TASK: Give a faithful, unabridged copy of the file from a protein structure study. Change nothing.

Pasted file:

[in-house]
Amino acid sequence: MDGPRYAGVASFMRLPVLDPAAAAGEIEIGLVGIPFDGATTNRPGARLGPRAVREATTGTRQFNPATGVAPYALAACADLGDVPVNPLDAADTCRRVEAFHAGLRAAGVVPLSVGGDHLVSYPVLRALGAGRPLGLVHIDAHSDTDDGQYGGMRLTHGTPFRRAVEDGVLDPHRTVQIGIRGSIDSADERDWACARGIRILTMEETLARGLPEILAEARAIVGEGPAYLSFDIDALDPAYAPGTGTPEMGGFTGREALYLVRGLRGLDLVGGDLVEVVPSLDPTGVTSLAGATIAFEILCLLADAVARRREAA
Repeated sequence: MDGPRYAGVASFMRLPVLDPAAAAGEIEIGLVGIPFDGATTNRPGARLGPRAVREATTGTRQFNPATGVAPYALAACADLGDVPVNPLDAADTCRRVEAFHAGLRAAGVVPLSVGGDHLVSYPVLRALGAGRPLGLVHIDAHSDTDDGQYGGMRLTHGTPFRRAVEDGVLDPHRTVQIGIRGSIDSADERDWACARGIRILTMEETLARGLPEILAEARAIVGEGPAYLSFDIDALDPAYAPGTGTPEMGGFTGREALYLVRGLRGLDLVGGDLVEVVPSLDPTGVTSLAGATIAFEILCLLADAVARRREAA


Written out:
[in-house]
Amino acid sequence: MDGPRYAGVASFMRLPVLDPAAAAGEIEIGLVGIPFDGATTNRPGARLGPRAVREATTGTRQFNPATGVAPYALAACADLGDVPVNPLDAADTCRRVEAFHAGLRAAGVVPLSVGGDHLVSYPVLRALGAGRPLGLVHIDAHSDTDDGQYGGMRLTHGTPFRRAVEDGVLDPHRTVQIGIRGSIDSADERDWACARGIRILTMEETLARGLPEILAEARAIVGEGPAYLSFDIDALDPAYAPGTGTPEMGGFTGREALYLVRGLRGLDLVGGDLVEVVPSLDPTGVTSLAGATIAFEILCLLADAVARRREAA
Repeated sequence: MDGPRYAGVASFMRLPVLDPAAAAGEIEIGLVGIPFDGATTNRPGARLGPRAVREATTGTRQFNPATGVAPYALAACADLGDVPVNPLDAADTCRRVEAFHAGLRAAGVVPLSVGGDHLVSYPVLRALGAGRPLGLVHIDAHSDTDDGQYGGMRLTHGTPFRRAVEDGVLDPHRTVQIGIRGSIDSADERDWACARGIRILTMEETLARGLPEILAEARAIVGEGPAYLSFDIDALDPAYAPGTGTPEMGGFTGREALYLVRGLRGLDLVGGDLVEVVPSLDPTGVTSLAGATIAFEILCLLADAVARRREAA